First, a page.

If you think that loss was bad just take a look at this. There was never a game more won than this. I draw your collective attention to my intriguing 23rd move.
This sure wasn't my worst loss ever, though. Probably the one that most hurt took place in about 1997 in a big, big tournament in Bogota, Colombia. It was a Swiss system and I was drawn in the first round against the country's top female player (Adriana Salazar, I think her name was). Anyway, she was titled, had represented her country in countless olympiads, etc. etc.
We sat down to play and I just thought I would hang on as long as possible because defeat was inevitable. To my surprise, she started talking to me, asking me where I was from etc. We chatted, the clock ticked away (on her time, of course) and before I knew it we had eaten up about 25 minutes on her clock (two hours time limit).
She then realised, started playing, got a good attack, which I defended ok and then, suddenly she got into a panic. Her plan hadnt worked, material was even and she had no plan b.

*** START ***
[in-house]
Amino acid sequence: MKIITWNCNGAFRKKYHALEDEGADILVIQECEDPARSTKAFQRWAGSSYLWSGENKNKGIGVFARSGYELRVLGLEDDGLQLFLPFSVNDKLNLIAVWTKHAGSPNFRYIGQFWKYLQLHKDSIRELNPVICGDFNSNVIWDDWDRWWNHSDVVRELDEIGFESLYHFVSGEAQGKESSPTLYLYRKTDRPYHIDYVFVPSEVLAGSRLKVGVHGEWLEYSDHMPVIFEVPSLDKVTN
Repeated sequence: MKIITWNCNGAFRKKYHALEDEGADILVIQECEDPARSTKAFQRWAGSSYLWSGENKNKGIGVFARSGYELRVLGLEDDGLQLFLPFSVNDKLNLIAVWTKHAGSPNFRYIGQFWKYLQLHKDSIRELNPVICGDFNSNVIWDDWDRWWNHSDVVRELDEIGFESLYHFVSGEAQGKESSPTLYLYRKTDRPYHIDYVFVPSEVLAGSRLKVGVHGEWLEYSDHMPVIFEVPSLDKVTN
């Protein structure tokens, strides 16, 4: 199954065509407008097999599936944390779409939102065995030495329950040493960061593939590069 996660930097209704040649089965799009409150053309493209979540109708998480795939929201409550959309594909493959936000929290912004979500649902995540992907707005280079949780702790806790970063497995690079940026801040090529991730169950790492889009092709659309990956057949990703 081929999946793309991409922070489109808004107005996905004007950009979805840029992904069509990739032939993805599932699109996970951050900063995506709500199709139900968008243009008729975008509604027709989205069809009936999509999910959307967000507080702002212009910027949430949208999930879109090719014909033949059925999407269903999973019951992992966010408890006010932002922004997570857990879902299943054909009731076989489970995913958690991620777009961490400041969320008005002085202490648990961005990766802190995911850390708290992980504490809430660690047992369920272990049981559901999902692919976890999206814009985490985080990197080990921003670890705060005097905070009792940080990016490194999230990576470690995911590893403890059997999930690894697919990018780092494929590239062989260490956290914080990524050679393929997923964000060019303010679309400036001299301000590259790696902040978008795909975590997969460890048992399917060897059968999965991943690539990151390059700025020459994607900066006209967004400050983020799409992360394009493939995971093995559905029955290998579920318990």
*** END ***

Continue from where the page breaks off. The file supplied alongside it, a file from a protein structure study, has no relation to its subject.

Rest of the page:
To cut the story short, we got to an even position endgame but with three minutes left on her clock and about 35 on mine. It was one of the last games being played in this enormous room, and a crowd had gathered around the board (people at the back drew up chairs to peer over the others). I could sense the victory, I could picture the headlines in the paper the next day "Unknown tourist humiliates Salazar". She was really nervous and jittery, kept looking at the board, then looking at the clock, board, clock, board, clock. I was witnessing the greatest chess victory of my long and undistinguished career.
And then...I screwed it up. She grabbed a pawn, I got worried about the material advantage so came up with a little combination to grab one back. But in doing so, I abandoned a vital square, allowing her to give me check and drive my king into a mating net.
It was all so unnecessary. Losing the pawn didnt matter. I should have just hunkered down. There was no time for her to do anything. But I screwed up as I usually do. But Ill never forget that missed opportunity.